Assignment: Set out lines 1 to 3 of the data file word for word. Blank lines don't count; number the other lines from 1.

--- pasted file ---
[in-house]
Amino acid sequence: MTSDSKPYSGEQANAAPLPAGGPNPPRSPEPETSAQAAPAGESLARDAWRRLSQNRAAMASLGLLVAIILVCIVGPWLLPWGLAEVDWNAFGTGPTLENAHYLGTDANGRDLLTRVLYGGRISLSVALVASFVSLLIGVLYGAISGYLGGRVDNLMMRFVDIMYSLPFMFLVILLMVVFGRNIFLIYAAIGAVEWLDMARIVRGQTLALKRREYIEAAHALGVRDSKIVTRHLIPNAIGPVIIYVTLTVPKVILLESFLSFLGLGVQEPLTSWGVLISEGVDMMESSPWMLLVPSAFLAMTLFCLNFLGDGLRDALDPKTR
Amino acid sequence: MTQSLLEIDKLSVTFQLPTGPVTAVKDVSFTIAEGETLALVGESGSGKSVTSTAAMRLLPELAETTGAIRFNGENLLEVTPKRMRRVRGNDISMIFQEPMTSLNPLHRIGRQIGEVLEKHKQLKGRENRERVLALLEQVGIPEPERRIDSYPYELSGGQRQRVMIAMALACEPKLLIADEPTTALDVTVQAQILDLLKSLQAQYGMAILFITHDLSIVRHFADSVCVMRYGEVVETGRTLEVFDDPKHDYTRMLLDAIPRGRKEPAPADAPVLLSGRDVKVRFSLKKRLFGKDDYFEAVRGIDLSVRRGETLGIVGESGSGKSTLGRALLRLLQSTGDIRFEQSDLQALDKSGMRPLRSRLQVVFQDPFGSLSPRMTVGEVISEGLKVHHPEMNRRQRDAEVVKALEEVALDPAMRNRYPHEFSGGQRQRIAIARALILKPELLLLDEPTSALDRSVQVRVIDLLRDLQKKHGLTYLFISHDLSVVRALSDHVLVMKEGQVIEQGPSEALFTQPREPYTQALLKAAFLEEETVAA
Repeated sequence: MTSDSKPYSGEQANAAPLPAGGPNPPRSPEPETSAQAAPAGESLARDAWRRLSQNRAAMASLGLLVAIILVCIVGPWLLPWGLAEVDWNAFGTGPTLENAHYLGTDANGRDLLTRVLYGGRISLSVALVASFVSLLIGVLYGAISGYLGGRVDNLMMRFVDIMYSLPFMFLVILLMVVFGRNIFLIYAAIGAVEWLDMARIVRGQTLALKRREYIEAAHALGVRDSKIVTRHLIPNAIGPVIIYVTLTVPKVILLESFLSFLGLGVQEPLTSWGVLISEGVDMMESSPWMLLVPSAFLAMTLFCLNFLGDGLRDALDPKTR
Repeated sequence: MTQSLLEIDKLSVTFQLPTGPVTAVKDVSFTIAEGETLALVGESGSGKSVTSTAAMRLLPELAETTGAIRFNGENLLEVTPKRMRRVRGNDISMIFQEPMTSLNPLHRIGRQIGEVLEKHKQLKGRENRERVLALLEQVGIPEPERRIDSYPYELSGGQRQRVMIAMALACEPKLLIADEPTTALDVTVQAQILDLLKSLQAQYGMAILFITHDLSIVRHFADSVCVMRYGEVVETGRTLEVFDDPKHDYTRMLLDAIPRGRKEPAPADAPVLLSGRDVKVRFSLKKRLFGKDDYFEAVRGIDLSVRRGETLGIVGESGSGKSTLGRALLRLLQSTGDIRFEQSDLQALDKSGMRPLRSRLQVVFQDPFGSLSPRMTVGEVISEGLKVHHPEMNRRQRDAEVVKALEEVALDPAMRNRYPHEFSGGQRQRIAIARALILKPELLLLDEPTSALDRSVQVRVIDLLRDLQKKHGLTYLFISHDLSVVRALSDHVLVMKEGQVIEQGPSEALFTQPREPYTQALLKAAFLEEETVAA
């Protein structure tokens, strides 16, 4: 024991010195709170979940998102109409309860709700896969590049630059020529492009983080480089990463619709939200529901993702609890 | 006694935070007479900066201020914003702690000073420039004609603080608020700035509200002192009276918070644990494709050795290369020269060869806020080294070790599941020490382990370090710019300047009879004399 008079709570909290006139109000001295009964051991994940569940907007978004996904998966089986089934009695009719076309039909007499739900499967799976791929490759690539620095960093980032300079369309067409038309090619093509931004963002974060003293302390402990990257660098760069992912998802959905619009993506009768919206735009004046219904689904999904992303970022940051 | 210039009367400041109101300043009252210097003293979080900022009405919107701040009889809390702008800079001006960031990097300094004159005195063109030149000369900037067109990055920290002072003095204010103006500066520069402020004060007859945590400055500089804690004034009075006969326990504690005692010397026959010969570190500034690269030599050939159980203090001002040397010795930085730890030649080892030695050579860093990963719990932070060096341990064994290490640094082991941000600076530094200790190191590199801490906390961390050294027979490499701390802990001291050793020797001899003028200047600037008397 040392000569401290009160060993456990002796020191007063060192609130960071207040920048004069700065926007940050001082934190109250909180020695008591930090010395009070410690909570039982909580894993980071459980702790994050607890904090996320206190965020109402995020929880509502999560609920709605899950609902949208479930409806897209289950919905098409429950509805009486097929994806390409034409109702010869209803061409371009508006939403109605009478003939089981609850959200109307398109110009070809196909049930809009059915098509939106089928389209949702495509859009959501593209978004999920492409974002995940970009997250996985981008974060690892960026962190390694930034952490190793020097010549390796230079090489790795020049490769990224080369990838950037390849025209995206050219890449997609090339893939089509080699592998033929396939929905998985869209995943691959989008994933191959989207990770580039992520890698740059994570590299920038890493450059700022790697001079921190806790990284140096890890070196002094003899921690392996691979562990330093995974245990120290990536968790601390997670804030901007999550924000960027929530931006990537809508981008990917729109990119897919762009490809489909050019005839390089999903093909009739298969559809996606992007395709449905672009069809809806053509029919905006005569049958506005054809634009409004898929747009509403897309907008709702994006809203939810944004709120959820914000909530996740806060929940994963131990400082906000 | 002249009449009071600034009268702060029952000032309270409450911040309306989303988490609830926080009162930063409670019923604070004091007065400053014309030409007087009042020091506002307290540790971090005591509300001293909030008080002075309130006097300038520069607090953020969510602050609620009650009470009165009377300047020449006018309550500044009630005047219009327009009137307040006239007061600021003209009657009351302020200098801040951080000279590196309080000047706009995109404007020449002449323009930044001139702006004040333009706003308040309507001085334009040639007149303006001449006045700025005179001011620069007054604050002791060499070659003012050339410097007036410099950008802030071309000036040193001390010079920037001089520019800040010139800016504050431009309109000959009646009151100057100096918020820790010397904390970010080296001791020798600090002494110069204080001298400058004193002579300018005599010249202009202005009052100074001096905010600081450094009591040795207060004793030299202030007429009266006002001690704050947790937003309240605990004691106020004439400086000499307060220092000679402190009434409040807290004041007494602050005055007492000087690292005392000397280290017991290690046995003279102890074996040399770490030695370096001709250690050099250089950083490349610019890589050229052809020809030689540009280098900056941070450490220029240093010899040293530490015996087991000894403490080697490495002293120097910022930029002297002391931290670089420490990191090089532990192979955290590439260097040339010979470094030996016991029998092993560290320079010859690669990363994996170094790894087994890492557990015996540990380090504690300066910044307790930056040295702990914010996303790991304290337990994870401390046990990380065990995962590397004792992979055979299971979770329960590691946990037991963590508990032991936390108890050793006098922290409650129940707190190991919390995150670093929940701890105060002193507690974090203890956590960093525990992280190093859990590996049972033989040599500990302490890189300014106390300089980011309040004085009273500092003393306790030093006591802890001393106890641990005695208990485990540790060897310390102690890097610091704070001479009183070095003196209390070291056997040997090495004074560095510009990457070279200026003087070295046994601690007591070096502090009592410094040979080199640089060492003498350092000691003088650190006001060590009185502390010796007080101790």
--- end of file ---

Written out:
[in-house]
Amino acid sequence: MTSDSKPYSGEQANAAPLPAGGPNPPRSPEPETSAQAAPAGESLARDAWRRLSQNRAAMASLGLLVAIILVCIVGPWLLPWGLAEVDWNAFGTGPTLENAHYLGTDANGRDLLTRVLYGGRISLSVALVASFVSLLIGVLYGAISGYLGGRVDNLMMRFVDIMYSLPFMFLVILLMVVFGRNIFLIYAAIGAVEWLDMARIVRGQTLALKRREYIEAAHALGVRDSKIVTRHLIPNAIGPVIIYVTLTVPKVILLESFLSFLGLGVQEPLTSWGVLISEGVDMMESSPWMLLVPSAFLAMTLFCLNFLGDGLRDALDPKTR
Amino acid sequence: MTQSLLEIDKLSVTFQLPTGPVTAVKDVSFTIAEGETLALVGESGSGKSVTSTAAMRLLPELAETTGAIRFNGENLLEVTPKRMRRVRGNDISMIFQEPMTSLNPLHRIGRQIGEVLEKHKQLKGRENRERVLALLEQVGIPEPERRIDSYPYELSGGQRQRVMIAMALACEPKLLIADEPTTALDVTVQAQILDLLKSLQAQYGMAILFITHDLSIVRHFADSVCVMRYGEVVETGRTLEVFDDPKHDYTRMLLDAIPRGRKEPAPADAPVLLSGRDVKVRFSLKKRLFGKDDYFEAVRGIDLSVRRGETLGIVGESGSGKSTLGRALLRLLQSTGDIRFEQSDLQALDKSGMRPLRSRLQVVFQDPFGSLSPRMTVGEVISEGLKVHHPEMNRRQRDAEVVKALEEVALDPAMRNRYPHEFSGGQRQRIAIARALILKPELLLLDEPTSALDRSVQVRVIDLLRDLQKKHGLTYLFISHDLSVVRALSDHVLVMKEGQVIEQGPSEALFTQPREPYTQALLKAAFLEEETVAA